Desmond Libel Case Bites The Dust

23 07 2009

Richard Desmond proprietor of Express Newspapers lost his libel case against author and journalist Tom Bower today.  The result was not the most fascinating aspect of the trial, it was hardly an open and shut case.  What was more interesting was the outpouring of opinion on-line within minutes of the outcome.

The jury at the London’s high court returned a majority verdict rejecting Desmond’s claim against the allegation, made by Bower in his book about publisher and tycoon Conrad Black, that Desmond had been “ground into the dust” by Black when forced into apologising  for articles in the Sunday Express in 2002.  Desmond believed the allegation damaged his business reputation.  However this is a reputation that is far from unsullied, in fact the Guardian’s Janine Gibson opined “It may not be possible to defame him…..” 

One of the first to comment was journalist George Dearsley who tweeted “People like Desmond have helped to kill responsible journalism and made many journalists’ lives a total misery”. “How do you libel a porn baron exactly?” added Leeds based PR about town Debbie Hastie.  The comments came thick and fast sharing dsatisfaction, joy and amusement at the result.

The comments may not have the grace and consideration of a national newspaper leader but they are quicker and a welcome adjuct to free speech …and they do a pretty good job of telling it like it is.





MPs in Commons Tweet Speaker Results

23 06 2009

The results of the House of Commons Speaker elections last night were delivered live via twitter throughout the evening.  At every voting round the results were posted live on Twitter within seconds of being announced to MPs.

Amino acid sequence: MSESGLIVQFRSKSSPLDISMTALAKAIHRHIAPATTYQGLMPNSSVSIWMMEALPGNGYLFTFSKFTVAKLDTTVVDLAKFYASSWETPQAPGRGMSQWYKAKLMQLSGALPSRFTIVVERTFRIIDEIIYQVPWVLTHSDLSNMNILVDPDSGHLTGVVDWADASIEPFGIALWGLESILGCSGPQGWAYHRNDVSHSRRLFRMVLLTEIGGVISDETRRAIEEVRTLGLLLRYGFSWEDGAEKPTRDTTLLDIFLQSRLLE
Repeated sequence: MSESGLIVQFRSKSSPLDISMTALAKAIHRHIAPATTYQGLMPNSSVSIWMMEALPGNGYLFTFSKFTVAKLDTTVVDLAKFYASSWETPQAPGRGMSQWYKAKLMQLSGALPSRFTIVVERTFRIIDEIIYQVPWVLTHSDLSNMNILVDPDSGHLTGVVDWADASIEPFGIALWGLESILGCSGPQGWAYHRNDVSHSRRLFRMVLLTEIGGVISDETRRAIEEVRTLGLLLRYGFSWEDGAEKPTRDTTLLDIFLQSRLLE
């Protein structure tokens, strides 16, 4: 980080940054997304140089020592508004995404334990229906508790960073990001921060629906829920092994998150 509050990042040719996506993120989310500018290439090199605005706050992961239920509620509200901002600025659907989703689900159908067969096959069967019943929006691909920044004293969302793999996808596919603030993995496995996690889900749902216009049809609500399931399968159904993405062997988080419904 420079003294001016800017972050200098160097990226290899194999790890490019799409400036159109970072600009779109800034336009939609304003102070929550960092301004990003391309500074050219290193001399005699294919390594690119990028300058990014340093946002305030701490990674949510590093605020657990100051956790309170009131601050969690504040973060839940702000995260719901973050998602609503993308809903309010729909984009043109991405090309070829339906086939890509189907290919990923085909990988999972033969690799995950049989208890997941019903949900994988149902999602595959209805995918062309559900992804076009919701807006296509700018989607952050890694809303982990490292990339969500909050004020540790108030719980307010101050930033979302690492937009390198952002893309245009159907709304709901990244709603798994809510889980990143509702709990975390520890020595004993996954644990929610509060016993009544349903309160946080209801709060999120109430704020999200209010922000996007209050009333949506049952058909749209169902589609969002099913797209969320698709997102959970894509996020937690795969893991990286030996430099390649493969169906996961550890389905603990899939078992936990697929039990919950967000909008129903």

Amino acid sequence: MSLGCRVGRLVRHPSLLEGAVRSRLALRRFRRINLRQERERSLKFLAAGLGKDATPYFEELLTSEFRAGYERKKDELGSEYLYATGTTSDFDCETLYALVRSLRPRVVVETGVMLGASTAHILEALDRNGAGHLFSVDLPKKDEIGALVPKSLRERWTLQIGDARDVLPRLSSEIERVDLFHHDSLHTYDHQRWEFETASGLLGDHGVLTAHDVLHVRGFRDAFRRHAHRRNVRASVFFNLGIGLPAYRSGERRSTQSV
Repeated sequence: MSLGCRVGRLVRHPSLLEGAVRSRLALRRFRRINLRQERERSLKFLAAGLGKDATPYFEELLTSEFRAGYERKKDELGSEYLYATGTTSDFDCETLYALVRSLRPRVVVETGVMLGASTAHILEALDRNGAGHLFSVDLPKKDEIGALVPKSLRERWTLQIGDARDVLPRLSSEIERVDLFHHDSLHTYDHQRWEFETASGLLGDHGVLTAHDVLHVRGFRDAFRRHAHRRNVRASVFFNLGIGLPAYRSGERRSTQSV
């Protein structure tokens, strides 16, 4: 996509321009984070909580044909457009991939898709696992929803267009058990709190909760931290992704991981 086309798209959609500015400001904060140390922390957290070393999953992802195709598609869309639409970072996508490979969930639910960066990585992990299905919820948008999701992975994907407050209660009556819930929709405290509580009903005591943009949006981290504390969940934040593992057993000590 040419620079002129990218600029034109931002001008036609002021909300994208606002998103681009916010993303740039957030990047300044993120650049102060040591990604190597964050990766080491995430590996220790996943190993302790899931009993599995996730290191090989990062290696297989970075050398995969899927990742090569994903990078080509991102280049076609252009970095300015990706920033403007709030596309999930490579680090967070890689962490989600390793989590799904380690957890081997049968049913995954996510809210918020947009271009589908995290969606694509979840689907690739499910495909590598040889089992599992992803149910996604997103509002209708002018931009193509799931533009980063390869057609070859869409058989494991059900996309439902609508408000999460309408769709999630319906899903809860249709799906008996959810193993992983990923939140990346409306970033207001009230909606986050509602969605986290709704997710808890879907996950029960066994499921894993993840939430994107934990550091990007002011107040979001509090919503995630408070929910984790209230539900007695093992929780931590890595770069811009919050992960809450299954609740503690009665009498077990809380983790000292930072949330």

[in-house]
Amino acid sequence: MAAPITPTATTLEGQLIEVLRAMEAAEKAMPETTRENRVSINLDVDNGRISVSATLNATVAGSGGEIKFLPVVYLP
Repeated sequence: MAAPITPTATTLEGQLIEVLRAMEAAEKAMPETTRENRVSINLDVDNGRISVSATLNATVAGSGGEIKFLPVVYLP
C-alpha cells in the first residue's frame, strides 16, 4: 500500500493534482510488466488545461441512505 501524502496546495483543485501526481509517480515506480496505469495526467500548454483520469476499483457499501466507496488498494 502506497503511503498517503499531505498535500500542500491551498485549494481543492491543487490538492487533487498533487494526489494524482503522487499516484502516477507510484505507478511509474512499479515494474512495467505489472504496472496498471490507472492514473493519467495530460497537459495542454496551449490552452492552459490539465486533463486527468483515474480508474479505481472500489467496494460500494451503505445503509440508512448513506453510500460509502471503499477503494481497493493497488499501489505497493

This was made possible because many of the MPs were doing the posting themselves, apparently live from the floor of the House.

Possibly the first to announce the result was Liberal Democrat MP for East Dunbartonshire Jo Swinson, who earlier in the evening revealed who she was voting for in the supposed secret ballot.  Both Tom Watson MP and Jim Knight MP leaked the unofficial result five minutes before it was announced to MPs.  Whilst the voting figures they gave were wide of the mark, they both had the winner right, meaning for the first time ever ordinary voters had the result before many MPs.

The rapidly increasing number of MPs now microblogging (sometimes from inside the chamber) is potentially far more significant for the House than the appointment of John Bercow MP as a radical reforming Speaker.





Budget, Blogs and Twitter

22 04 2009

budget red boxToday Chancellor Alistair Darling delivers what must be the toughest budget in living memory. 

What makes the challenge even more acute is that his pronouncement will be followed and commented upon in public even before he retakes his seat in the Commons at the end of his speech.